Patience, the semi-rogue Magdalena (she wields the staff, but doesn’t bow to the Vatican’s every whim), is tasked with a new mission. She is to travel to Mexico to retrieve a fragment of The True Cross, i.e. the cross on which Christ was crucified. The fragments are highly valuable though, and the Vatican isn’t the only ones pursuing them.
Ron Marz’s The Magdalena continues to be one of my favorite reads every month. It isn’t incredibly deep or overtly literary, but it has the wonderful feel of a supernatural Da Vinci Code or Angels and Demons tale. Arcane church enemies like demons, pagan monsters, (such as the “Forest Man,” a creature whom Patience confronts and destroys in a Romanian Catholic church this issue), and her scheming enemies and supporters within The Vatican pepper The Magdalena’s tales with interesting villains, both supernatural and mortal. Patience, like her namesake implies, deals with these threats calmly and thoroughly. Marz’s gradual, yet steady, development of her character is as realistic and nuanced as one can expect from a protagonist in these types of tales, and her Vatican based surroundings and intrigues are constantly surrounding and dogging her. The best thing about Marz’s The Magdalena though is that he eschews the phony demon and church route to actually use real life institutions, albeit exaggerated. This lends a weight of realism and relevance to his tales that some other supernatural comic book tales fail to carry. Actual Church Cardinals and Luciferic Anti-Christs are so much more fun, and at times more controversial (which is great), than phony stand ins (Marvel Comics’ Mephisto anyone?) to see brought to life in the pages of The Magdalena. Marz doesn’t shy away from portraying ideas that many Christians hold sacred as a part of his tales either. If there is a “True Cross” there must have been, in the world of The Magdalena at least, a “True Christ.” I love these types of stories that mix real world religious beliefs with fantasy world myth and magic. It sometimes takes some guts to actually portray a “real” (to many) religious deity or figure fictionally, and intelligently.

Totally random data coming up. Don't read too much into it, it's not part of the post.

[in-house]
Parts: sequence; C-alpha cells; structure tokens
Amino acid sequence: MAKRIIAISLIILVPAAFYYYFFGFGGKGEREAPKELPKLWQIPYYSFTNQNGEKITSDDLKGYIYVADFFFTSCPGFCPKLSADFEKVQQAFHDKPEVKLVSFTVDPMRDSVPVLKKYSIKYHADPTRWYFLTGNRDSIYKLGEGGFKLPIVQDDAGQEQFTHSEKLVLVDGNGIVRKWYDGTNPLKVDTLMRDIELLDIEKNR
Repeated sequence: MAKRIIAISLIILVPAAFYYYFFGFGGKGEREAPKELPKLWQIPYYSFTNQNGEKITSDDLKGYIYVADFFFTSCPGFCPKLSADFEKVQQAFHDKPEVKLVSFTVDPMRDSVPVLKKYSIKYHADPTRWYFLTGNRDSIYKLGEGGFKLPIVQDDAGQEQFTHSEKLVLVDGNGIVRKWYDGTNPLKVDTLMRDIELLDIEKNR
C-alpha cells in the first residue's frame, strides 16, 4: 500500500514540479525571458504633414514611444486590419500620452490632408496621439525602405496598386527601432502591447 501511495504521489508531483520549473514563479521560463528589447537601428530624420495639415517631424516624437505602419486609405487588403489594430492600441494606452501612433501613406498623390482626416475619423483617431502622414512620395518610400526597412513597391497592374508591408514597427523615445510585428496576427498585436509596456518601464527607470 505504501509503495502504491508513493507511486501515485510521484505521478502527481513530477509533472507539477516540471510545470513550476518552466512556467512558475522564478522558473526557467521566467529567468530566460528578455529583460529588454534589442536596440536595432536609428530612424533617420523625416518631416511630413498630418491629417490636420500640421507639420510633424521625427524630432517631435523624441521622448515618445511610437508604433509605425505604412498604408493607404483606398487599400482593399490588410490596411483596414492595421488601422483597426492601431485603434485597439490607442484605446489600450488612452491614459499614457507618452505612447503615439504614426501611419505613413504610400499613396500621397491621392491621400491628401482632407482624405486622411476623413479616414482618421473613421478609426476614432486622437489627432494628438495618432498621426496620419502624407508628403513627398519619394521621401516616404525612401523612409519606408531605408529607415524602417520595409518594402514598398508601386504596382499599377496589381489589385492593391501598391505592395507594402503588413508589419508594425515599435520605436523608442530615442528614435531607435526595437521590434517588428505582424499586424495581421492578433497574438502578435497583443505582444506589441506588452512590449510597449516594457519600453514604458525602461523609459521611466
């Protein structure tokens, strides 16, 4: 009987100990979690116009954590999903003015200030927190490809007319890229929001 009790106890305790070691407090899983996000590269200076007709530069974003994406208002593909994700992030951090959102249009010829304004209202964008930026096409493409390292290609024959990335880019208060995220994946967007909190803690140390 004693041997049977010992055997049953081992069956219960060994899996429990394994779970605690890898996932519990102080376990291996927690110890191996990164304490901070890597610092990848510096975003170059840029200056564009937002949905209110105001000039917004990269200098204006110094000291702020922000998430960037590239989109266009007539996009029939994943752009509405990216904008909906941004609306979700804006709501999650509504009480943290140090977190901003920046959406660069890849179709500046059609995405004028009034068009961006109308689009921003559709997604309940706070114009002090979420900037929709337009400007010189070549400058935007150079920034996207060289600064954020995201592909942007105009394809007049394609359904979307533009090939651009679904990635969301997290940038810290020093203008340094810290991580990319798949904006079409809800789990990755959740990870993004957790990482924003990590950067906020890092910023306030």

Series artists Nelson Blake II and David Marquez continue to bring The Magdalena to sharp and crisp life with their sharp pencil lines and think inks. Character’s faces sometimes look rather stock and not very unique, but their action sequences are top notch and they do manage to beautifully detail The Magdalena’s outfit with the proper religious iconography and symbols. They also manage to create some solid architectural realism in their backgrounds that capture the setting and locales effectively.
So while The New 52’s Voodoo might need a “change of direction,” Marz’s The Magdalena is still headed in the right one. Forget Voodoo, read The Magdalena instead for a truly intriguing and solid story.